The United States Trade Representative (USTR) released their annual Review of Notorious Markets for Counterfeiting and Piracy for 2020 on January 14, 2021 and included five mainland Chinese online markets in the online market section of the list. Markets on the list are reported to engage in or facilitate substantial trademark counterfeiting and copyright piracy. There is no penalty for being listed but the list has been used to encourage foreign companies and countries to crack down on piracy and counterfeiting. The five Chinese markets listed are returnees: DHGate (敦煌网), Pinduoduo (拼多多), Taobao (淘宝网) (owned by Alibaba (阿里巴巴集团控股有限公司)), and newcomers: Baidu Wangpan (百度网盘), and Weidian (微店). The report also listed many physical markets located in China notorious for selling counterfeit goods.
Per the USTR, “this cloud storage service is operated by Baidu, the largest search-engine provider in China. Users of this service are able to share links to files stored on their accounts to other users, and according to right holders, infringers widely share links to pirated movies, TV shows, and books stored on Baidu Wangpan. While right holders report some cooperation from Baidu in recent years and Baidu provides some tools for taking down unauthorized motion picture and television content, takedown times are reportedly lengthy, and right holders often have to follow-up with Baidu to ensure that pirated content does not reappear on the platform. Right holders also raise concerns that they are required to submit thousands of infringement notices to remove multiple instances of a single piece of pirated content, as the platform has no proactive procedures in place to detect pirated content. “
Per the USTR, “DHgate is the largest business-to-business cross-border e-commerce platform in China with 31 million registered buyers and 32 million products for sale. Over 2 million Chinese merchants, many of which are small- and medium-sized enterprises, sell their products on the platform. During the past year, DHgate reported improving its image recognition system, increasing the number of inspectors who manually review listings for suspected counterfeits, and improving its seller vetting system to stop re-registration of banned sellers. However, right holders continue to find high volumes of counterfeit goods on DHgate. While right holders praised the responsiveness of DHgate to takedown requests, they also report encountering repeat violations by the same sellers on numerous occasions. Right holders are particularly concerned by DHgate’s reluctance to provide information on counterfeit sellers to enable follow-up investigations.”
Per the USTR, “Pinduoduo, a “social commerce” app, is now China’s second largest e-commerce platform as measured by the number of users. Over the past few years, Pinduoduo has implemented industry-standard anti-counterfeiting tools, processes, and procedures, and has launched some innovative anti-counterfeiting programs. However, the significant proliferation of counterfeit goods reported on the platform, even for brands that participate in Pinduoduo’s Brand Care Program, evinces the need to improve the effectiveness of the tools or close the gaps in their implementation. Right holders continue to convey that, overall, Pinduoduo is a platform that is moving in the right direction but stress that the high volume of counterfeit products must be reduced.”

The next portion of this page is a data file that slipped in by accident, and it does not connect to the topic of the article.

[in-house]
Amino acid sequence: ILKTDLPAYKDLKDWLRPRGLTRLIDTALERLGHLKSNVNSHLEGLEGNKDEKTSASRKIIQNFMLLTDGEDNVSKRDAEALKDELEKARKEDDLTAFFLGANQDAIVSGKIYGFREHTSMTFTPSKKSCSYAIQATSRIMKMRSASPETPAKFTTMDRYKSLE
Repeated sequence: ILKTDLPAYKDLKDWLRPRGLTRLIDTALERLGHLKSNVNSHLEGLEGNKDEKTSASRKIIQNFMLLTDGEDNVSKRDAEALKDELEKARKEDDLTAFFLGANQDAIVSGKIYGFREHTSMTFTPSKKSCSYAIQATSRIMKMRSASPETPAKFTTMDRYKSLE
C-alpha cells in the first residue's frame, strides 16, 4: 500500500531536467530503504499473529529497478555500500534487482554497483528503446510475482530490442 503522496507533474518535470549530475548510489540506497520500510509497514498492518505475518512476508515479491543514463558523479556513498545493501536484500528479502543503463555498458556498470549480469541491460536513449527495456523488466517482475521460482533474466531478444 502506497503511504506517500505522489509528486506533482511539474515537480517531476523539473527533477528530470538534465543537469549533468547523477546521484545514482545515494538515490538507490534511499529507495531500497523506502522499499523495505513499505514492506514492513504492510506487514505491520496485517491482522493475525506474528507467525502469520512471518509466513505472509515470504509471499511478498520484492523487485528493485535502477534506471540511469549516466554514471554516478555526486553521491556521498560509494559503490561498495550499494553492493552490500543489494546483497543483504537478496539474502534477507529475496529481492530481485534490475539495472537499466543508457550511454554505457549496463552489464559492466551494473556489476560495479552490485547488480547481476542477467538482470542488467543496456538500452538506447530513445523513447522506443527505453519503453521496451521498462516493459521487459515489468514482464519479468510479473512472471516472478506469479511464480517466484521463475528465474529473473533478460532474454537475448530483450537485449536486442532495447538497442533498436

Per the USTR, “owned by Alibaba Group, Taobao is one of China’s largest e-commerce platforms. Taobao has been identified as a notorious market since 2016 in response to significant right holder concerns about counterfeit goods being openly sold on the platform. Since then, Taobao has continued to improve its notice-and-takedown mechanisms, introduce new technologies to automatically identify infringing images, and expand its outreach to small and medium-sized enterprises. However, right holders again report that the number of counterfeit products remains stubbornly high. Right holders recognize the improved takedown times, but they remain concerned about repeat infringers on Taobao, the strict criteria for right holders’ takedown requests when compared to other platforms, and the lack of transparency regarding filters and other proactive anti-counterfeiting measures.”
“Weidian is an e-commerce platform that allows individuals to open storefronts on its mobile app and WeChat Mini Program. It claims that over 80 million stores have been registered on its platform, and boasts over 100 million customers. According to right holders, both the volume and proportion of counterfeits on this platform is so high that it can be difficult to find non-counterfeit products. Product listings are allowed to use words such as “yuandan,” a Chinese term indicating that the product is made using the same materials and manufactured at the same facilities as genuine branded items, but without authorization from the brand owner. Weidian is reportedly responsive to some takedown requests from right holders, but, unlike many e-commerce platforms, performs little seller vetting and does not have proactive anti-counterfeiting tools or programs.”
The full report is available here.